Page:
A company called Off-Grid Solutions has committed itself to eradicating energy poverty for 1.5 billion people worldwide by leveraging sales of its signature product, the WakaWaka Power portable solar charger that combines a mobile phone charger and lamp. On that account we agreed to take a WakaWaka Power out on a test run, and boy are we glad that we did, because that gave us a first hand opportunity to compare Off-Grid’s strategy for addressing energy poverty with a similar goal rather inartfully expressed by ExxonMobil CEO Rex Tillerson at its annual shareholders’ meeting last week.
The Portable Solar Charger Experience
If you’ve never used a portable solar powered charger before, the experience is kind of like being hit over the head with a hammer — but in a good way. It’s the kind of life-changing experience that you get from any common tool that makes your life easier every day.
Pick your own examples but I’ve got two of my own, one being an ergonomic hand-powered can opener (hey I use a lot of cans, what can I say?). The other one was the only other product I’ve ever reviewed, the home water carbonator from SodaStream.
In the case of portable solar chargers, there are a number of features that you want to look for and WakaWaka Power has them all.
Start with the compact, handy shape, which is about the size and weight of a typical smart phone. That’s important not only for portability but also for charging, if window space is at a premium where you live or work.
Then there’s the sleek styling (it comes in black or yellow, btw) and the intuitive-friendly design. The WakaWaka Power has only one button to push, and though it comes with an instruction sheet you can figure it out by yourself after fooling around with it for a few seconds.
As for set-up, that’s also intuitive and takes less than two seconds. Part of the case pivots out to form a base so you can stand it up for charging, and for using the lamp (it comes in two versions, one of which is lamp-only).
That large hole in the base is also self-explanatory. Find a bottle about the shape of a liter soda bottle, fill it with water or marbles or whatever, and you can pop the WakaWaka Power on top to make a “real” lamp.
How Well Does The WakaWaka Power Perform?
As for performance, the company notes that its solar panels are 200 percent more efficient than any other competing product, and we’ll take their word for it. Although I have limited access to direct sunlight at home, my WakaWaka Power still got a 75 percent charge in less than the recommended eight hours. The next day I let my iPhone power down to less than ten percent (you know, the red thingy) and the WakaWaka Power restored a full charge in less than two hours, with plenty left over to run the lamp.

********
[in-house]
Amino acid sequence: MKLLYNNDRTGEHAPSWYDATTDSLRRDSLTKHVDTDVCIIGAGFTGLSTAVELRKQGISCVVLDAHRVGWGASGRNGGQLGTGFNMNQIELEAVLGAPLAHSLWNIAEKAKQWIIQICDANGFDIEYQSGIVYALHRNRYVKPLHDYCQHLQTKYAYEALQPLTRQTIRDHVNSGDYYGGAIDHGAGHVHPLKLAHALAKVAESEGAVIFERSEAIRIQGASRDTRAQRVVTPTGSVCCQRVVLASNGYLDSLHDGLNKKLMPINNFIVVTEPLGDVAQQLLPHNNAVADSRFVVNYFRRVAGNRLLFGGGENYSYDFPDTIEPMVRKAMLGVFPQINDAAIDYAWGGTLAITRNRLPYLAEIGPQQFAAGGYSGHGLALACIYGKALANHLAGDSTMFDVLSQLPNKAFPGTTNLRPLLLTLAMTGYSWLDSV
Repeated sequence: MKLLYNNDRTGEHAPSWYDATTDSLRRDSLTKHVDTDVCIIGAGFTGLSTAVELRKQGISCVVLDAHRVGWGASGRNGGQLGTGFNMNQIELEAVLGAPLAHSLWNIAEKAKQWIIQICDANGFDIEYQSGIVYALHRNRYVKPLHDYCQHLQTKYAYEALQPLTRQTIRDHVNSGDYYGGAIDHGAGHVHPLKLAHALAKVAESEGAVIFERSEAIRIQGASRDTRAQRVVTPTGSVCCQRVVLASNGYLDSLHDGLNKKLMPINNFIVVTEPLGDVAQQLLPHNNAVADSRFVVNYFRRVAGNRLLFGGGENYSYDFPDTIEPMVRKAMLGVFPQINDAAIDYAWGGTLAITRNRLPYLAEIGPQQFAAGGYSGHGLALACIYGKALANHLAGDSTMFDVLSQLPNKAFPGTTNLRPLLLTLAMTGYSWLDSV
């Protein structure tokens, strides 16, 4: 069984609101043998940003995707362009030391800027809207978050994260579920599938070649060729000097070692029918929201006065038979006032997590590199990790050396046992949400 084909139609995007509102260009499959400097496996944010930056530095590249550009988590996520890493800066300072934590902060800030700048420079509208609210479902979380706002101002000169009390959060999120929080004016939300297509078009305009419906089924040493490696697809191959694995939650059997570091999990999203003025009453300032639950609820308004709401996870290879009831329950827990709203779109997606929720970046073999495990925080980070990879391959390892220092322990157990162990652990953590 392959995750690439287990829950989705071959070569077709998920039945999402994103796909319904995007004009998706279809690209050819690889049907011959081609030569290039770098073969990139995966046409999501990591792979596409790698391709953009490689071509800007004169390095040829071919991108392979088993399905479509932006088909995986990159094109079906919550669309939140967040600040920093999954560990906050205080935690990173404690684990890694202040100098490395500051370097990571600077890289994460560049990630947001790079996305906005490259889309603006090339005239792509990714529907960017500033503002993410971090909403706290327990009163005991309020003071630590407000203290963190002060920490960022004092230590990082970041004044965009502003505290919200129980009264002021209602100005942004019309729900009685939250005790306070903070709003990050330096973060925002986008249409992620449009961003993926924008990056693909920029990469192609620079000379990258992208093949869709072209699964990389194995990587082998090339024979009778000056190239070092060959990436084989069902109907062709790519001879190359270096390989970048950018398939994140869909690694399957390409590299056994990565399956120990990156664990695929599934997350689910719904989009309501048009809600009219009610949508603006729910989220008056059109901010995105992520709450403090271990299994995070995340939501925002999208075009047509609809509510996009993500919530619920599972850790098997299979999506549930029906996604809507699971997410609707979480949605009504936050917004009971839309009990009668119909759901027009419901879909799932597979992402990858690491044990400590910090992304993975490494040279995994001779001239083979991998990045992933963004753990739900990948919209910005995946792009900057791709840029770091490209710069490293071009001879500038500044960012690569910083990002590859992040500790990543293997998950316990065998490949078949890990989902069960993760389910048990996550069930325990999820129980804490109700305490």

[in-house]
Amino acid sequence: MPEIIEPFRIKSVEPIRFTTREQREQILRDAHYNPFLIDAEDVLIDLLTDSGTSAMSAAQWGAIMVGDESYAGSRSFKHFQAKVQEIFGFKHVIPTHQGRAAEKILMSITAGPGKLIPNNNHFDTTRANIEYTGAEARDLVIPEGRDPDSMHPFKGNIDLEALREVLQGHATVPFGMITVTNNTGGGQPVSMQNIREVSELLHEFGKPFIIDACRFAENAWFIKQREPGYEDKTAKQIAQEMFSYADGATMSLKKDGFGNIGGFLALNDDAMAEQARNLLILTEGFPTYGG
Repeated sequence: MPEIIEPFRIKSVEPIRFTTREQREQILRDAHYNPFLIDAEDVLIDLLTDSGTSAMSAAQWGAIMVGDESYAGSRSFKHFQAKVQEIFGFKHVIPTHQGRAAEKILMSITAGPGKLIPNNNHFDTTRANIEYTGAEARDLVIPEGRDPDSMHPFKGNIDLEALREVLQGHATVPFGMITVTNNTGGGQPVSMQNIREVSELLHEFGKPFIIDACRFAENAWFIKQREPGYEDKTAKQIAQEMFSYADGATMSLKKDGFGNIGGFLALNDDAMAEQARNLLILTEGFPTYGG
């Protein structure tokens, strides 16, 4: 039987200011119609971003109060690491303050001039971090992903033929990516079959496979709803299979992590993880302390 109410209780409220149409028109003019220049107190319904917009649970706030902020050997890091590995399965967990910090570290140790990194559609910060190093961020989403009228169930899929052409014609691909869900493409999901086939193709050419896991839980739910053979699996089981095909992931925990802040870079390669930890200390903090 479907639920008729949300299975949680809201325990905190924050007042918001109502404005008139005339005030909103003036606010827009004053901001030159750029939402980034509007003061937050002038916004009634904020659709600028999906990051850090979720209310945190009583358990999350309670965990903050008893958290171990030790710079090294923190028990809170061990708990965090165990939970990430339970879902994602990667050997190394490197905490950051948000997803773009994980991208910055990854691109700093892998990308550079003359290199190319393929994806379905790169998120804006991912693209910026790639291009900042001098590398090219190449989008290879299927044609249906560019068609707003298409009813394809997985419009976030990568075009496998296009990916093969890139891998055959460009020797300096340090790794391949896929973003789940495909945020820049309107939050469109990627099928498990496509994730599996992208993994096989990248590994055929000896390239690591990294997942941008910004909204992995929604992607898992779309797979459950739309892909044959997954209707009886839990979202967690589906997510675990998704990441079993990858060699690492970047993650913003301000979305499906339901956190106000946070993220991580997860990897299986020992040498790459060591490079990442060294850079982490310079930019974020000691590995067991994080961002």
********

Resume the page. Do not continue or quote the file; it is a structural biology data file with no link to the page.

Now, here’s where the hammer part comes in. Normally when you’re charging your phone and you have to go somewhere before it’s done, you have to pull out the plug and settle for less than a full charge. Well, not so with the WakaWaka Power. I had to go out before my phone finished charging, so I just took the whole thing along with me.
Sure, you could use a portable battery-powered charger, but loading up on batteries is an inconvenience and an expense compared to a well designed solar powered device.
Solving Energy Poverty
That brings us around to the energy poverty solution advanced by Off-Grid Solutions. Over here in the U.S. the portable solar device clearly has a mobility advantage over conventional energy, but in emerging economies it’s a matter of life and death.
Off-Grid’s primary goal is to help impoverished communities replace “dangerous, polluting” kerosene lamps with safer, more sustainable forms of energy. To that purpose it donates $10 from each WakaWaka Power sale to its WakaWaka Foundation, which promotes a sustainable business and education model for local entrepreneurs.
Compare that empowerment model to the ExxonMobil conventional seller-customer model, which apparently has roots in the company’s long history of kerosene sales. Tillerson’s now-notorious comment to ExxonMobil shareholders has been reported as “What good is it to save the planet if humanity suffers?” by way of making the argument that continued fossil fuel development is the most effective way to alleviate global poverty.
Not quite sure how that addresses the safety hazards of kerosene lamps, kerosene cookstoves or for that matter natural gas fracking and tar sands oil, but I guess that all depends on what your definition of suffering is.
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